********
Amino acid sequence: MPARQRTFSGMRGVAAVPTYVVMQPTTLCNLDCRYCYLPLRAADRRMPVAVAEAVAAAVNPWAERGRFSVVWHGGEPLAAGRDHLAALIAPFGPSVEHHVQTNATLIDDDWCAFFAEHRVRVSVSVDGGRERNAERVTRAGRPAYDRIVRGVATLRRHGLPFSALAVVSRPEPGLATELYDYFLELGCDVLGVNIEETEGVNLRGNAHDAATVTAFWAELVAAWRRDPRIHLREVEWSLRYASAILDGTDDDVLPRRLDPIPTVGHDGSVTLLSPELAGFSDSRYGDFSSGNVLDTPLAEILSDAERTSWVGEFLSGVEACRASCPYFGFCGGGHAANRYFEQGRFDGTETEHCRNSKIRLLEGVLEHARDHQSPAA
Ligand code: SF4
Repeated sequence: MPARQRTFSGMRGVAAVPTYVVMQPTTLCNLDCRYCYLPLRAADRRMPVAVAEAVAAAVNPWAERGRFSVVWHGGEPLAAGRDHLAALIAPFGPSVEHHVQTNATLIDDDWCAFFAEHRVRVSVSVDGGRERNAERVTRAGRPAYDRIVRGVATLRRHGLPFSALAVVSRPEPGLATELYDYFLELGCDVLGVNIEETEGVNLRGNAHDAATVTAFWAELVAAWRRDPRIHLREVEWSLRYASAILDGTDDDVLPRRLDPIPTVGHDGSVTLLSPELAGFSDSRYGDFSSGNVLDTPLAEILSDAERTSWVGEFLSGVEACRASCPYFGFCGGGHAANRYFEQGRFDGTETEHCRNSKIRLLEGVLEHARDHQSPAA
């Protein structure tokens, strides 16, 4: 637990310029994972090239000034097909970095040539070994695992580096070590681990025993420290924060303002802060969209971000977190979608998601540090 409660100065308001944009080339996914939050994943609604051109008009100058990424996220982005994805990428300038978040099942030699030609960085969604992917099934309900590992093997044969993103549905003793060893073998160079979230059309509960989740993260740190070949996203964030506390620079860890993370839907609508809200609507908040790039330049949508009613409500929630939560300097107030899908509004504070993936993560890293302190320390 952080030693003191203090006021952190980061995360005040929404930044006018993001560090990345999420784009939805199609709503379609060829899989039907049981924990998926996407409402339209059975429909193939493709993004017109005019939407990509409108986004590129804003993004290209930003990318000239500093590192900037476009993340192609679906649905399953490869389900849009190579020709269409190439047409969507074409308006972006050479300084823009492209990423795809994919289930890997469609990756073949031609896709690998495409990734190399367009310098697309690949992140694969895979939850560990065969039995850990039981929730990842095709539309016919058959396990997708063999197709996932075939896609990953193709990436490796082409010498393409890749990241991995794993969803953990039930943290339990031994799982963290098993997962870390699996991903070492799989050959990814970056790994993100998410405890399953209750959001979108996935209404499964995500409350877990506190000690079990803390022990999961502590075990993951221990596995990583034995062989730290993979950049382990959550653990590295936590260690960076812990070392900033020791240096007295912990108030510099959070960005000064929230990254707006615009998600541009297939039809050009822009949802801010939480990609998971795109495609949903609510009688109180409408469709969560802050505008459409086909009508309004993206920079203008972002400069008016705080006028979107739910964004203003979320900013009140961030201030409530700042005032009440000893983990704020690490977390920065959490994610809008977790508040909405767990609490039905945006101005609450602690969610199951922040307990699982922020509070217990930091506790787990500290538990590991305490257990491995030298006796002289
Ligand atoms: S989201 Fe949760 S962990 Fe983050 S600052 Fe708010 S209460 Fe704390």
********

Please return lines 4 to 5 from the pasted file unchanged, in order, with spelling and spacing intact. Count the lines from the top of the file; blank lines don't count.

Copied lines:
């Protein structure tokens, strides 16, 4: 637990310029994972090239000034097909970095040539070994695992580096070590681990025993420290924060303002802060969209971000977190979608998601540090 409660100065308001944009080339996914939050994943609604051109008009100058990424996220982005994805990428300038978040099942030699030609960085969604992917099934309900590992093997044969993103549905003793060893073998160079979230059309509960989740993260740190070949996203964030506390620079860890993370839907609508809200609507908040790039330049949508009613409500929630939560300097107030899908509004504070993936993560890293302190320390 952080030693003191203090006021952190980061995360005040929404930044006018993001560090990345999420784009939805199609709503379609060829899989039907049981924990998926996407409402339209059975429909193939493709993004017109005019939407990509409108986004590129804003993004290209930003990318000239500093590192900037476009993340192609679906649905399953490869389900849009190579020709269409190439047409969507074409308006972006050479300084823009492209990423795809994919289930890997469609990756073949031609896709690998495409990734190399367009310098697309690949992140694969895979939850560990065969039995850990039981929730990842095709539309016919058959396990997708063999197709996932075939896609990953193709990436490796082409010498393409890749990241991995794993969803953990039930943290339990031994799982963290098993997962870390699996991903070492799989050959990814970056790994993100998410405890399953209750959001979108996935209404499964995500409350877990506190000690079990803390022990999961502590075990993951221990596995990583034995062989730290993979950049382990959550653990590295936590260690960076812990070392900033020791240096007295912990108030510099959070960005000064929230990254707006615009998600541009297939039809050009822009949802801010939480990609998971795109495609949903609510009688109180409408469709969560802050505008459409086909009508309004993206920079203008972002400069008016705080006028979107739910964004203003979320900013009140961030201030409530700042005032009440000893983990704020690490977390920065959490994610809008977790508040909405767990609490039905945006101005609450602690969610199951922040307990699982922020509070217990930091506790787990500290538990590991305490257990491995030298006796002289
Ligand atoms: S989201 Fe949760 S962990 Fe983050 S600052 Fe708010 S209460 Fe704390």